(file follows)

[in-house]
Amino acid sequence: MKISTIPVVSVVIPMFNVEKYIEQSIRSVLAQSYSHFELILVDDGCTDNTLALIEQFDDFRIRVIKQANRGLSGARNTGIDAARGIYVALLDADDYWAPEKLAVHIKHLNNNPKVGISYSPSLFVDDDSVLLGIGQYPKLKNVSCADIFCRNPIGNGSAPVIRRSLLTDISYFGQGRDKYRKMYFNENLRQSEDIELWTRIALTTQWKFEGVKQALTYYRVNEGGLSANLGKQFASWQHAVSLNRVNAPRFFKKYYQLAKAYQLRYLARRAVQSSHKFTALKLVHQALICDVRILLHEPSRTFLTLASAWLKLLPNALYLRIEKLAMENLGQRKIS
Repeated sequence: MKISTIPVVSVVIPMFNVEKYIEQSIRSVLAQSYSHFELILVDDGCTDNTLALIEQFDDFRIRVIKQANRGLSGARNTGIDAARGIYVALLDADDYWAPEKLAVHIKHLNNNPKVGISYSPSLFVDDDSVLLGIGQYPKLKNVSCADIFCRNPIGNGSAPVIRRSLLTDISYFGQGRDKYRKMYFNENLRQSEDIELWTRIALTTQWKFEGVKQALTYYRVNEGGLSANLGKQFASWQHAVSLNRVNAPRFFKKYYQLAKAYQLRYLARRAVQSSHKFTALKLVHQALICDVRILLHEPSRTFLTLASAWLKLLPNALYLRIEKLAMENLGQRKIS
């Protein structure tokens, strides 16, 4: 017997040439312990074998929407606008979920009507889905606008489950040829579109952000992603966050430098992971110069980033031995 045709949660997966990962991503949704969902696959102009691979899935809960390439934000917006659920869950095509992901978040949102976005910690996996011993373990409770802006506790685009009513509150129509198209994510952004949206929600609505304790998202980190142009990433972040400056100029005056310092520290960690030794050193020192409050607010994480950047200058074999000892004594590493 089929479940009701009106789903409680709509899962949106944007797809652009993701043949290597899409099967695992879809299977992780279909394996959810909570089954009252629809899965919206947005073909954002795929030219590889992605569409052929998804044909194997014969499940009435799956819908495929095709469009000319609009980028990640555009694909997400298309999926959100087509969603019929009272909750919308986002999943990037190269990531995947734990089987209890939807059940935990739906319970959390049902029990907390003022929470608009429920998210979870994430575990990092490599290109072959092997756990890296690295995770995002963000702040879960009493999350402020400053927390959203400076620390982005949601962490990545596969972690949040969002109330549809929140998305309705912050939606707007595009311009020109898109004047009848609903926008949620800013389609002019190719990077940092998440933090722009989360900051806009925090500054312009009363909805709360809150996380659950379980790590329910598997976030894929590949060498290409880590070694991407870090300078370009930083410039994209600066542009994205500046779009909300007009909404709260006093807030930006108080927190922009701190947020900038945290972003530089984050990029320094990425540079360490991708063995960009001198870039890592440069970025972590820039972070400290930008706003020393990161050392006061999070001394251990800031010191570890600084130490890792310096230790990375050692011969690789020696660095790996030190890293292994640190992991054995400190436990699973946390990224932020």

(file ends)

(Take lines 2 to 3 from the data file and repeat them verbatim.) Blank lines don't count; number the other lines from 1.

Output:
Amino acid sequence: MKISTIPVVSVVIPMFNVEKYIEQSIRSVLAQSYSHFELILVDDGCTDNTLALIEQFDDFRIRVIKQANRGLSGARNTGIDAARGIYVALLDADDYWAPEKLAVHIKHLNNNPKVGISYSPSLFVDDDSVLLGIGQYPKLKNVSCADIFCRNPIGNGSAPVIRRSLLTDISYFGQGRDKYRKMYFNENLRQSEDIELWTRIALTTQWKFEGVKQALTYYRVNEGGLSANLGKQFASWQHAVSLNRVNAPRFFKKYYQLAKAYQLRYLARRAVQSSHKFTALKLVHQALICDVRILLHEPSRTFLTLASAWLKLLPNALYLRIEKLAMENLGQRKIS
Repeated sequence: MKISTIPVVSVVIPMFNVEKYIEQSIRSVLAQSYSHFELILVDDGCTDNTLALIEQFDDFRIRVIKQANRGLSGARNTGIDAARGIYVALLDADDYWAPEKLAVHIKHLNNNPKVGISYSPSLFVDDDSVLLGIGQYPKLKNVSCADIFCRNPIGNGSAPVIRRSLLTDISYFGQGRDKYRKMYFNENLRQSEDIELWTRIALTTQWKFEGVKQALTYYRVNEGGLSANLGKQFASWQHAVSLNRVNAPRFFKKYYQLAKAYQLRYLARRAVQSSHKFTALKLVHQALICDVRILLHEPSRTFLTLASAWLKLLPNALYLRIEKLAMENLGQRKIS